In addition, this deteriorating purge in Turkey has led to a calls for a suspension of Turkey from NATO because of its failure to fulfil it democratic obligations under NATO rules. This will pose serious problems for NATO in the area of the Black Sea and the Bosporus, where Turkey has special rights under the terms of the Treaty of Montreux. The question of the free access to the Black Sea was settled at the Montreux Convention Regarding the Control of the Straits when it was signed on 29 July 1936. It is a recognised international agreement; registered in the League of Nations Treaty Series on 11 December 1936 which regulates the transit of naval warships. The Convention gives Turkey full control over the Straits and guarantees the free passage of civilian vessels in peacetime. However, it also restricts the passage of naval ships not belonging to Black Sea states.

Without the permission of Turkey Russian warships are not allowed to pass freely through the Straits. The Convention provided that Turkey was authorised to close the Straits to all foreign warships in wartime or when it was threatened by aggression; additionally, it was authorised to refuse transit from merchant ships belonging to countries at war with Turkey. Non-Black Sea state warships in the Straits must be less than 15,000 tons. No more than nine non-Black Sea state warships, with a total aggregate tonnage of no more than 30,000 tons, may pass at any one time, and they are permitted to stay in the Black Sea for no longer than twenty-one days.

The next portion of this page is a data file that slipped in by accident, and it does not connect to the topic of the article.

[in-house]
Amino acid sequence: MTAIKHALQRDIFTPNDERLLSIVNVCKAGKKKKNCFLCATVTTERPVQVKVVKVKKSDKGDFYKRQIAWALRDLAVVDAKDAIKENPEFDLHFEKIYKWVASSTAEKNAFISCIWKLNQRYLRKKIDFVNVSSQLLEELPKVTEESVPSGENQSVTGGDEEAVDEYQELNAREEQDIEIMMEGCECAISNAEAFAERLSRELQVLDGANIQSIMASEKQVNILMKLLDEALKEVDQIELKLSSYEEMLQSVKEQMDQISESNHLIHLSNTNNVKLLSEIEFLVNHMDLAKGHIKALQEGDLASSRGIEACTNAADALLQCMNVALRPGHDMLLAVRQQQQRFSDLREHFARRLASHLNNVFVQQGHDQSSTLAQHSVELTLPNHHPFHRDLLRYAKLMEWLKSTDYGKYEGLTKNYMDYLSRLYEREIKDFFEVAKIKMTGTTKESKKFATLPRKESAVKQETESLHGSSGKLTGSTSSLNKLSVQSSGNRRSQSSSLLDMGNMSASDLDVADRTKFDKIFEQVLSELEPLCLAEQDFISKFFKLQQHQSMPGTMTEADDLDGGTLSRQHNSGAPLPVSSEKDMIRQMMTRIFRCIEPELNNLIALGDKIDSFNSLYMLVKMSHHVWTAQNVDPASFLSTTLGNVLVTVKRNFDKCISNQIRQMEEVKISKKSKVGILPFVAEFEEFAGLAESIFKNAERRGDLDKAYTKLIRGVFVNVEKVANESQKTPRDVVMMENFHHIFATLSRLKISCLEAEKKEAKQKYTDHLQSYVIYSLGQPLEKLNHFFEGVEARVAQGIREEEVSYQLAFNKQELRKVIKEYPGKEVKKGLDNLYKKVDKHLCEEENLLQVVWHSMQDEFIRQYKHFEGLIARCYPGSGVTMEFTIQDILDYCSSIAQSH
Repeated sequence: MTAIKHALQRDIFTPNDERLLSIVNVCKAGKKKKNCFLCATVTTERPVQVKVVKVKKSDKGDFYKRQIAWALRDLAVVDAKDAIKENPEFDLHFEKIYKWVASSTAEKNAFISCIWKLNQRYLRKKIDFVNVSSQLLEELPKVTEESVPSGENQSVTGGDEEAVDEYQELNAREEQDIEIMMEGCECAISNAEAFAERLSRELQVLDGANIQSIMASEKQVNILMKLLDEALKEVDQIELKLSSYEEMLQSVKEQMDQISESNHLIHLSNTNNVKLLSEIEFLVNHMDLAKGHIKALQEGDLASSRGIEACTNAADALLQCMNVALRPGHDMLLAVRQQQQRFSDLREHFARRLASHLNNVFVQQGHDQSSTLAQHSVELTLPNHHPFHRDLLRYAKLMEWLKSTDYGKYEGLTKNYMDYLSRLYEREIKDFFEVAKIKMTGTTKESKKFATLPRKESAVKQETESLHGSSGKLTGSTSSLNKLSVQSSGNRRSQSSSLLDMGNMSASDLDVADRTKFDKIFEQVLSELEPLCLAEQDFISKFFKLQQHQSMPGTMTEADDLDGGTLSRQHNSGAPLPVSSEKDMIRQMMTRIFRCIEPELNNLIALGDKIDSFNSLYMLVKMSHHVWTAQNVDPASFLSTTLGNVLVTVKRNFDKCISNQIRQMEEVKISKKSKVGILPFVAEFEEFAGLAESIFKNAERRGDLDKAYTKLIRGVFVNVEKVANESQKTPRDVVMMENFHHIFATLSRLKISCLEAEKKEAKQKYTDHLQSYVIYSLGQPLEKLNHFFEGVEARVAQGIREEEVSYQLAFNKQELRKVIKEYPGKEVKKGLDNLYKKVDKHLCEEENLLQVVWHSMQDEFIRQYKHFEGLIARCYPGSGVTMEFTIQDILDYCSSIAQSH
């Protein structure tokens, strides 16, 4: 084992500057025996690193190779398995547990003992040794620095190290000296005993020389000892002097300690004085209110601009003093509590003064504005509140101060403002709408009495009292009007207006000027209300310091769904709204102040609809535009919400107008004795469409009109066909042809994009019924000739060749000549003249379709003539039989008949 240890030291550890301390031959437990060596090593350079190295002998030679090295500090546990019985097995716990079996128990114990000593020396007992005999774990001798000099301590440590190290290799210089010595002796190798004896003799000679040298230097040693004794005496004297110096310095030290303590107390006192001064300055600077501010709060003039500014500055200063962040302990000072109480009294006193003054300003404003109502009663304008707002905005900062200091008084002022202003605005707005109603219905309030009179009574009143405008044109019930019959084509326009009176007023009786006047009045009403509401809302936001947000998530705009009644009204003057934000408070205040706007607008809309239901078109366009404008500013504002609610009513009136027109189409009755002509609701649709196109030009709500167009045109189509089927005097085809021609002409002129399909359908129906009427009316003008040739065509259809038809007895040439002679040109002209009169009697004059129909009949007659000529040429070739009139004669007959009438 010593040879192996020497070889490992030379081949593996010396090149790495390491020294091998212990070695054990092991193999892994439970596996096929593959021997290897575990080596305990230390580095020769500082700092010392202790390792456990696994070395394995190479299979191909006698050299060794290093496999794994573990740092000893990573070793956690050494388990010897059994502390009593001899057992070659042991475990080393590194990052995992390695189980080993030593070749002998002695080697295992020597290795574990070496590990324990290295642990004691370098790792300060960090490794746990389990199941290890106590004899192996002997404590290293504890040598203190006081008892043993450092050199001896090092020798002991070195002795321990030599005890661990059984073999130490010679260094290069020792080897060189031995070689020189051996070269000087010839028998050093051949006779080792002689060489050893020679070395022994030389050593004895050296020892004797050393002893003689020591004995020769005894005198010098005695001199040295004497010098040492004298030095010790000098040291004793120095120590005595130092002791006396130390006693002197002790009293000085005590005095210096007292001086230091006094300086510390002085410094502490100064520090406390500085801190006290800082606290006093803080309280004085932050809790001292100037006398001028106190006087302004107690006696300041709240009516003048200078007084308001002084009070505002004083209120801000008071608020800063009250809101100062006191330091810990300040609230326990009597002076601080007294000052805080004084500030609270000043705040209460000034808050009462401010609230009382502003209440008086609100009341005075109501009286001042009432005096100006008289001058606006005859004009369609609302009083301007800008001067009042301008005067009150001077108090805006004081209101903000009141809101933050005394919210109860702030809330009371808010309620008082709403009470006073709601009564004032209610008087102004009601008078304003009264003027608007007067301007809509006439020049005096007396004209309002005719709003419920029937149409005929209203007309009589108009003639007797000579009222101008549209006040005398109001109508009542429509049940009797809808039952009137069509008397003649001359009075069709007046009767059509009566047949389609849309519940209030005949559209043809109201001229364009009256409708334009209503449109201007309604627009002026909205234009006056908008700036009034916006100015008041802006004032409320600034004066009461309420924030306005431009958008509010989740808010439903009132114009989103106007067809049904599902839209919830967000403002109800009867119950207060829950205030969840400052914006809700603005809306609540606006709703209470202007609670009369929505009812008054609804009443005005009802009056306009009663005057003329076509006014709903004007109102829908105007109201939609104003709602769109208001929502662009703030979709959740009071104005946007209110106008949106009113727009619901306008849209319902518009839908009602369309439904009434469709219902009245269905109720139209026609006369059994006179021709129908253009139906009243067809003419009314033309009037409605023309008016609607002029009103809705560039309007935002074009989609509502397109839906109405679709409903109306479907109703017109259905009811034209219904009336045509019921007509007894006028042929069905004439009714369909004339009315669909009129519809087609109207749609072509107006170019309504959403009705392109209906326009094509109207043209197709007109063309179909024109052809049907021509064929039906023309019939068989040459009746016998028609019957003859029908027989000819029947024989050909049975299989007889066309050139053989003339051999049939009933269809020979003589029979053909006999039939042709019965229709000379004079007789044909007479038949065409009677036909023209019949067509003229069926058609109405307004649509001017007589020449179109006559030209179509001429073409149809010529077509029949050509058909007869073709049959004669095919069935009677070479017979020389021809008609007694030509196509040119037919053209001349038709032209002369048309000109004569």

This right of Turkey to control the access to the Black Sea has been made more important by the use of the Russian Navy of its Black Sea fleet in support of the war against Georgia and its seizure and occupation of the Crimea from the Ukraine. NATO continues to carry out naval activities in the Black Sea with the permission of Turkey. In May 2016 the Rumanians suggested that NATO create a permanent alliance fleet in the Black Sea in a "move aimed to counter Russia's strong involvement in the region."[ii] The creation of such a fleet might include ships from NATO countries bordering the Black Sea, namely Bulgaria, Romania and Turkey, but also from Germany, Italy and the United States. The Bulgarians were less keen.